On a personal front I recall the time I battled with suicidal feelings as a result of enduring domestic violence, bullying, murder and an enduring conflict and battle with my sexuality in my early 20’s onwards. I felt like a leper in the face of society’s prejudice and bullying.

Had it not been for a period of time living with a family that mirrored unconditional love to me beyond religion, who knows where my life would have ended up.

Somewhat ironically it was the news of a young man who hung himself on account of of his sexuality and the conflicts with the church he belonged to to at that  time, which shocked me and eventually took me down a path of questioning a lot of things.

My resolution did not come overnight. My suffering and agony played out in a quiet desperation and the tragic events that played out at home accentuated that suffering. But resolution came.

I was a very educated person and yet education was not enough I needed the inspiration of people who had journeyed and overcome in order to reignite my sense of life. I needed to know it could be done .

One night I had a dream which became my turning point. My dark night of the soul became a backcloth for a journey of transformation which I wrote about in my book and song Breaking Free.

This was a book I had not intended to write because the nature of the tragedy that played out in my family life was very public. My need for privacy was intense and I had no idea if I would ever recover either of those.

The dream became my anchor and helped me, and overtime  my desire to inspire and help other people overtook my need for privacy and many years later I wrote the book and song.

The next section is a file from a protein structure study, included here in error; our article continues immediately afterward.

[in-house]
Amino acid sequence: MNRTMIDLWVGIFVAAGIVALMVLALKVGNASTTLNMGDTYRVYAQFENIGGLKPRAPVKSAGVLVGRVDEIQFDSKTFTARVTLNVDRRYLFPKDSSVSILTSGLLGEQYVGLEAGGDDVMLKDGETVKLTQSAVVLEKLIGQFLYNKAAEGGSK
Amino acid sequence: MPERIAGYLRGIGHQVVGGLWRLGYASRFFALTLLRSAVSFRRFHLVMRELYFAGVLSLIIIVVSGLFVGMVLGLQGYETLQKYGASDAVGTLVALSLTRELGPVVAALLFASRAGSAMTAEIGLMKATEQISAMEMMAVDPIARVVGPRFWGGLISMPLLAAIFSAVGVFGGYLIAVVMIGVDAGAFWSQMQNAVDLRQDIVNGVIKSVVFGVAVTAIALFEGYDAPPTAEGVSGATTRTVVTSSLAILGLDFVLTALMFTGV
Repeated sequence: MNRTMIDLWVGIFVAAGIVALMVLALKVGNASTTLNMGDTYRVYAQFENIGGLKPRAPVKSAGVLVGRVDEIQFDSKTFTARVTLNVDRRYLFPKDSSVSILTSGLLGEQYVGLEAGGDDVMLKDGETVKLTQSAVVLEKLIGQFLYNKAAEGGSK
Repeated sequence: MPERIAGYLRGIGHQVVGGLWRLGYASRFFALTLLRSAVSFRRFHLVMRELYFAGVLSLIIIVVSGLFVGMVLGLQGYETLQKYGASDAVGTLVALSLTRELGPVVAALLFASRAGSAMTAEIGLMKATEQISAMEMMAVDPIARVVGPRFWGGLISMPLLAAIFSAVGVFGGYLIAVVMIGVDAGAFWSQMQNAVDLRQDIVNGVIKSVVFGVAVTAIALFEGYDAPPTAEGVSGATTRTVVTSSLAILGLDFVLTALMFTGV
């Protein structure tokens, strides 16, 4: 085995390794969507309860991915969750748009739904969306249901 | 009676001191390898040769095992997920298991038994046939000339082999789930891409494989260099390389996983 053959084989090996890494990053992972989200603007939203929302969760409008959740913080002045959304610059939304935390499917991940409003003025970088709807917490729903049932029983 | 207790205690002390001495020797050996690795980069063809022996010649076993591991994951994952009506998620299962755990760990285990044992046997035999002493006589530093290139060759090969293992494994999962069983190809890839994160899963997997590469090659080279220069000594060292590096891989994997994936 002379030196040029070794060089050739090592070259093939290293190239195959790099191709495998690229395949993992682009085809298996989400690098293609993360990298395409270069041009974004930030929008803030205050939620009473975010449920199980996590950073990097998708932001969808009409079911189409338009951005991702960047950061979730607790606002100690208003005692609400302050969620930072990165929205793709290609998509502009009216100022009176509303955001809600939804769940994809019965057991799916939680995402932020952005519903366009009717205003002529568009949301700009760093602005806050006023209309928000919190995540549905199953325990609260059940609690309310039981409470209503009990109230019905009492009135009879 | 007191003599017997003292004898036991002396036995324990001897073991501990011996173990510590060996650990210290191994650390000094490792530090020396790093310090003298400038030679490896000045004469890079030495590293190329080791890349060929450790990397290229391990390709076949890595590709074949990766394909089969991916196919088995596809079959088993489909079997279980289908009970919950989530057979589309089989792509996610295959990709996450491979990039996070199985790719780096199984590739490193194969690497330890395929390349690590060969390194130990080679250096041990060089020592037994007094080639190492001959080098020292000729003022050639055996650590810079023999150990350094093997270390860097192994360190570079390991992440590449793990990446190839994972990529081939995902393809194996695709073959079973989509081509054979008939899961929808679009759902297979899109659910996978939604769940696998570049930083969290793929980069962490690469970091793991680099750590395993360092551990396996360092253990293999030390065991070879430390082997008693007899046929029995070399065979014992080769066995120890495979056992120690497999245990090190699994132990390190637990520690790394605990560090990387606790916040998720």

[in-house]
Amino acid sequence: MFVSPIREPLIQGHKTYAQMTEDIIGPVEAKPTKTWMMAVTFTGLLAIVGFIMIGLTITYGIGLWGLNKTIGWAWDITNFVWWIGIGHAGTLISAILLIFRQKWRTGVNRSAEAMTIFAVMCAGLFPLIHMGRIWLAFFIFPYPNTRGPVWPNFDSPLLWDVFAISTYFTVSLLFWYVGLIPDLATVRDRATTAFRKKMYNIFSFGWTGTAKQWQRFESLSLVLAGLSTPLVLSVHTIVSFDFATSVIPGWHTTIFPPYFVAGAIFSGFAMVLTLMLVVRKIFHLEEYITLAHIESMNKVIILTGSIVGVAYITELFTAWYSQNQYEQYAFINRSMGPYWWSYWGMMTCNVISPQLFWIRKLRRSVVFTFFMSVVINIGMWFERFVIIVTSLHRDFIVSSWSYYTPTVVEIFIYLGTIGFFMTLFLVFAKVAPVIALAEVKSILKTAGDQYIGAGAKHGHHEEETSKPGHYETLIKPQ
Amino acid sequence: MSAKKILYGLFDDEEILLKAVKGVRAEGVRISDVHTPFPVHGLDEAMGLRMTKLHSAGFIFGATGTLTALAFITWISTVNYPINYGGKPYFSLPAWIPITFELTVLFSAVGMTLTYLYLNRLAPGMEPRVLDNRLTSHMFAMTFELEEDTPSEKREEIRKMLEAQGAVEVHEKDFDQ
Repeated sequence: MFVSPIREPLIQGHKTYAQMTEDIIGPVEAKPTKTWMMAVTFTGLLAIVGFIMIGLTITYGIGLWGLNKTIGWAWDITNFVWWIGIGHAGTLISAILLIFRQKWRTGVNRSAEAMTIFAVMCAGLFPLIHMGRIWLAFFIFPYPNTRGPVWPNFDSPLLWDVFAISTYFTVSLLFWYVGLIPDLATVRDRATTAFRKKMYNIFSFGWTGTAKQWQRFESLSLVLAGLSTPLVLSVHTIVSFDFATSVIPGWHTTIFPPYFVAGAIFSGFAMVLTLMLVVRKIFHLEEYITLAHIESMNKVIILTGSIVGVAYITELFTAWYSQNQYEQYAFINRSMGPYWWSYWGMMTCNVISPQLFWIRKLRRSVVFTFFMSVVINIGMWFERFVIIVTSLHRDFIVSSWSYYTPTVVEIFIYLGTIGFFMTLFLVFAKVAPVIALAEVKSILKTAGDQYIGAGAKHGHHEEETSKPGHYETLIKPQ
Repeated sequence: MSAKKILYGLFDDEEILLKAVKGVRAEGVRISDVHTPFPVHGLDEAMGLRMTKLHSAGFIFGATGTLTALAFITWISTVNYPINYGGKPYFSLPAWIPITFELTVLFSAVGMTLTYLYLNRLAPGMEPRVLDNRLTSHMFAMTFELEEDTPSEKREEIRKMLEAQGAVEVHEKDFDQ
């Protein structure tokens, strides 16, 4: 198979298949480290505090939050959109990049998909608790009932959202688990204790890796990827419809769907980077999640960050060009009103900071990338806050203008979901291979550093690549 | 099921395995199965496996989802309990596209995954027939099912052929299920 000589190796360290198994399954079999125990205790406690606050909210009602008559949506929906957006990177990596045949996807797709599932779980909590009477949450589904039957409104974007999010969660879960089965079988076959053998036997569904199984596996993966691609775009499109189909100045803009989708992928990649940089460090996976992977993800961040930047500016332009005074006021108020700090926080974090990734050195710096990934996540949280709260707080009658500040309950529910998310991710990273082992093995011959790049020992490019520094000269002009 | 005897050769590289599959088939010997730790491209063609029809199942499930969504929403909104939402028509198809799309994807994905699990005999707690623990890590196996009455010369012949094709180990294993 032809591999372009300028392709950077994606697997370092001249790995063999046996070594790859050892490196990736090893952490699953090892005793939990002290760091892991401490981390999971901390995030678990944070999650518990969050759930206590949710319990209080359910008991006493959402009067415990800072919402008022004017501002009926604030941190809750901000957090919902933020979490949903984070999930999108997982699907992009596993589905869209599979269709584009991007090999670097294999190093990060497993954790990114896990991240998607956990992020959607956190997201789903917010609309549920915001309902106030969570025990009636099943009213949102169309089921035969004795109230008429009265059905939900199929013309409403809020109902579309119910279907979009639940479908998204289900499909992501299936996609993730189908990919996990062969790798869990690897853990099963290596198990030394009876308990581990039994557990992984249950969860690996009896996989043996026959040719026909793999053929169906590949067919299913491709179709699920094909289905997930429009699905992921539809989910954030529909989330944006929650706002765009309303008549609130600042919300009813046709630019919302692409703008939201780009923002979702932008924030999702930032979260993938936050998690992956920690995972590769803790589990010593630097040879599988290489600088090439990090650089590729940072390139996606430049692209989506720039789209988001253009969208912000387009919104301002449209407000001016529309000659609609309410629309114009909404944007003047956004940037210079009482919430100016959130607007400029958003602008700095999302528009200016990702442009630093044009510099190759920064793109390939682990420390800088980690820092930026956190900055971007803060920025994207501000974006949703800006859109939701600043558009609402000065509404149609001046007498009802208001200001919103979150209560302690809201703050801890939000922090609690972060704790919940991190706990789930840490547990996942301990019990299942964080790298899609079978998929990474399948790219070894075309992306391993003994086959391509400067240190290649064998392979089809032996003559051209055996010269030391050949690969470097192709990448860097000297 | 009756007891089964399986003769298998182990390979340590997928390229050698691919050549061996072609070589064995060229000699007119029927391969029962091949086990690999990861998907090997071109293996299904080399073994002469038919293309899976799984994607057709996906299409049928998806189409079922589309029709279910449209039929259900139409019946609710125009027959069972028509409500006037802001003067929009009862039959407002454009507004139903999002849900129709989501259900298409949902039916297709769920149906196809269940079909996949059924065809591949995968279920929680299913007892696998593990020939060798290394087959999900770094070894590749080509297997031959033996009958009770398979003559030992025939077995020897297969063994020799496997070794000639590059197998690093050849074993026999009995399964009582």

This book was not about having my fifteen minutes of fame and telling my story. It was about an ache of the soul and a desire of the heart to try to ensure that other people could be spared the pain I went through or at least shorten their suffering by sharing my journey and my discoveries that got me over to the other side.

A key part of that was not just learning who I truly was at the core but acquiring the tools and resources to transform that into new life, one I could live with newfound joy and purpose as its thread.

Not everyone will embrace life and one young man who suffered from depression and suicidal feelings has offered a perspective for those who still feel they cannot continue with life. It is an open and honest account which he suggests could ironically save a life rather than see the close of life. See his article here on Medium